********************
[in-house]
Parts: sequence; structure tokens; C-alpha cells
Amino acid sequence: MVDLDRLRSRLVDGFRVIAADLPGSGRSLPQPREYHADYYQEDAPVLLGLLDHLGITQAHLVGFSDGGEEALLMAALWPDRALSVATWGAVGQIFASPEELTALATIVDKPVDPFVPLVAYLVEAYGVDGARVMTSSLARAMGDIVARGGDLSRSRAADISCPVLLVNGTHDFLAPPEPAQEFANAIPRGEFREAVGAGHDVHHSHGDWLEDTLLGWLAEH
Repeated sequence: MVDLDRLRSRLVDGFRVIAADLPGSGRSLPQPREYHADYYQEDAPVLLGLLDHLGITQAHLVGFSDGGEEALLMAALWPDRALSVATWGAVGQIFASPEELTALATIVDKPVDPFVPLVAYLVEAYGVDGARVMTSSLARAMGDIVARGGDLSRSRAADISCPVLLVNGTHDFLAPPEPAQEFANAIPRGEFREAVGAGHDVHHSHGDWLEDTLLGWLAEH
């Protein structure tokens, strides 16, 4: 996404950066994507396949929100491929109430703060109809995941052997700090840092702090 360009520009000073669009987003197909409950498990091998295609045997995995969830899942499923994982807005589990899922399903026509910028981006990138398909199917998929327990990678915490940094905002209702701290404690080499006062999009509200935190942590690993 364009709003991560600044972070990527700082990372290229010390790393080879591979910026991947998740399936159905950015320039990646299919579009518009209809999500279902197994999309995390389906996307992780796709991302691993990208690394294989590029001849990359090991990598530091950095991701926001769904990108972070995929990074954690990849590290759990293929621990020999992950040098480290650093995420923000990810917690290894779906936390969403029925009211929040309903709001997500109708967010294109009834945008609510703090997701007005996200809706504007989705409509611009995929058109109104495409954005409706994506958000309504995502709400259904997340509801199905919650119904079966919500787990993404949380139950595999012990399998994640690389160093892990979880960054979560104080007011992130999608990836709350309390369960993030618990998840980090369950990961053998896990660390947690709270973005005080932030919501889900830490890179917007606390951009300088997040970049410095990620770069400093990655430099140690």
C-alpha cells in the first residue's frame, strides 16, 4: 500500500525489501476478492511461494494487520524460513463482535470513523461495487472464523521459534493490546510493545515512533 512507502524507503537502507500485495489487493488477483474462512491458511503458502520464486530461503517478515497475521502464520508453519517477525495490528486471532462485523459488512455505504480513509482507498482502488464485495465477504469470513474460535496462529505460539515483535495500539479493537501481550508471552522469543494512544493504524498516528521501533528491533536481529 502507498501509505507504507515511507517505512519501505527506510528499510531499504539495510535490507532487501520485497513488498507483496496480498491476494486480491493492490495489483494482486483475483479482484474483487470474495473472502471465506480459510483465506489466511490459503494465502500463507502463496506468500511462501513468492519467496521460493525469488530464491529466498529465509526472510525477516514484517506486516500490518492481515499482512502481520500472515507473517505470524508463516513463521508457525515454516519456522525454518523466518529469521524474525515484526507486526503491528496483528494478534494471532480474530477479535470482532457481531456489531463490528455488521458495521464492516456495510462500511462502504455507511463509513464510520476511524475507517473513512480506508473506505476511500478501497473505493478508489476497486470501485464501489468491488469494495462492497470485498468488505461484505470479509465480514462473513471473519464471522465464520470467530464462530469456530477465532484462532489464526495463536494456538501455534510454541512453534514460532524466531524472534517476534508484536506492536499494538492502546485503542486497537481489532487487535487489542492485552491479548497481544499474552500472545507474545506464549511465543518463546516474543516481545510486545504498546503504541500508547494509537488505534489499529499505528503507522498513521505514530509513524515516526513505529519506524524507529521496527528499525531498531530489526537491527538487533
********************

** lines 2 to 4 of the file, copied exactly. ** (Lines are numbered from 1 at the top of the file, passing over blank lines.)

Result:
Parts: sequence; structure tokens; C-alpha cells
Amino acid sequence: MVDLDRLRSRLVDGFRVIAADLPGSGRSLPQPREYHADYYQEDAPVLLGLLDHLGITQAHLVGFSDGGEEALLMAALWPDRALSVATWGAVGQIFASPEELTALATIVDKPVDPFVPLVAYLVEAYGVDGARVMTSSLARAMGDIVARGGDLSRSRAADISCPVLLVNGTHDFLAPPEPAQEFANAIPRGEFREAVGAGHDVHHSHGDWLEDTLLGWLAEH
Repeated sequence: MVDLDRLRSRLVDGFRVIAADLPGSGRSLPQPREYHADYYQEDAPVLLGLLDHLGITQAHLVGFSDGGEEALLMAALWPDRALSVATWGAVGQIFASPEELTALATIVDKPVDPFVPLVAYLVEAYGVDGARVMTSSLARAMGDIVARGGDLSRSRAADISCPVLLVNGTHDFLAPPEPAQEFANAIPRGEFREAVGAGHDVHHSHGDWLEDTLLGWLAEH